The above issue of clarification and definition of the responsibilities for Easy to Read demands at a more basic level for research on how to make WCAG 2.0 and other WAI materials more concisely related to Easy to Read. This should start from analyses of the coverage of Easy to Read in existing Web accessibility recommendations, guidelines and standards. As outlined accessibility by nature has had a focus on more technical question of accessing the information. The gained set of recommendations, guidelines and techniques should be analyzed how to better address accessibility of content, text and display including questions like

A clear focus should be given to user centered development of guidelines and research would be beneficial providing experiences with texts written by people with cognitive disabilities.

4.5 Tools for implementing Easy to Read on the Web

Both domains, more general guidelines like Plain Language and more specialized guidelines and services related to Easy to Read, ask for intensive research and development of tools efficiently supporting practice. This ranges from automatic or supported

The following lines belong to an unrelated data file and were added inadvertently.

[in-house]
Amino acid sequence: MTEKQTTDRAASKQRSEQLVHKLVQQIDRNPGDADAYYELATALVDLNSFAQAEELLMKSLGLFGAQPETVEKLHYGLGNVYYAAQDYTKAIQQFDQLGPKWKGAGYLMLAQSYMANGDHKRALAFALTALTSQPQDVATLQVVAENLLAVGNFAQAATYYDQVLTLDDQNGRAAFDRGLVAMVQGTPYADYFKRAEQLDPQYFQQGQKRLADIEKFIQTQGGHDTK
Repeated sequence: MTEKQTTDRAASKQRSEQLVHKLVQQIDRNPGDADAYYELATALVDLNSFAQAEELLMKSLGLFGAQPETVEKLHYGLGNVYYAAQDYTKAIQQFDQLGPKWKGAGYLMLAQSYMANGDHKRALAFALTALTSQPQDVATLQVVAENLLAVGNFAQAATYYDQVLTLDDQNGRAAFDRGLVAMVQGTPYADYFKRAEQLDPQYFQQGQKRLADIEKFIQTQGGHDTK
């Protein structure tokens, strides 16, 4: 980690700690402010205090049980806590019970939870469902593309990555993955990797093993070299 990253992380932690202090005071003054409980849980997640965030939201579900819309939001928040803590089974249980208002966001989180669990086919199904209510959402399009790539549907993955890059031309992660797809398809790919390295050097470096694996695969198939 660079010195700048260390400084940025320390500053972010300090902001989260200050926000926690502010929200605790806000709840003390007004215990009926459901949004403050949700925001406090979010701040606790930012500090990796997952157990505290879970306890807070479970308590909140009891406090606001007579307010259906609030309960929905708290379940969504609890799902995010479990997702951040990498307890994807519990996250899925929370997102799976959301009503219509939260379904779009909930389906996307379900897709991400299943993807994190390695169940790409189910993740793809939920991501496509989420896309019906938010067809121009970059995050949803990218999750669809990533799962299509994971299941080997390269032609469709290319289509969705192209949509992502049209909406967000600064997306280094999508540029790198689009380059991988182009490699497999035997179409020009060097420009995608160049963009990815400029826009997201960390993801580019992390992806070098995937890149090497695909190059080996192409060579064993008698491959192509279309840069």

Working on a shared and re-usable open source framework for creating such a set of tools is seen as a viable way towards a more efficient implementation and support of Easy to Read in practice. Based on in-depth research on related domains mentioned above, ideas and concepts should be brought to prototype level of Easy to Read tools allowing user evaluation and later on product development.

Such development activities might start, as mentioned, with research on available Assistive Technology and how it might be adapted and used for better and more independent access for people with cognitive disabilities. This relates to employing tools originating from accessibility for other target groups like TTS, screen readers, screen adaptations or AAC. This relates to issues on how existing functionalities of the OS or browsers might support users with cognitive disabilities which are not found or understood in the way they are presented and used today. Background research on AT might enrich research and development of tools and functionalities providing support to users with cognitive disabilities as listed above. Domains like linguistics and NLP might allow to come up with viable solutions for efficient support of Easy to Read in practice for different stakeholders.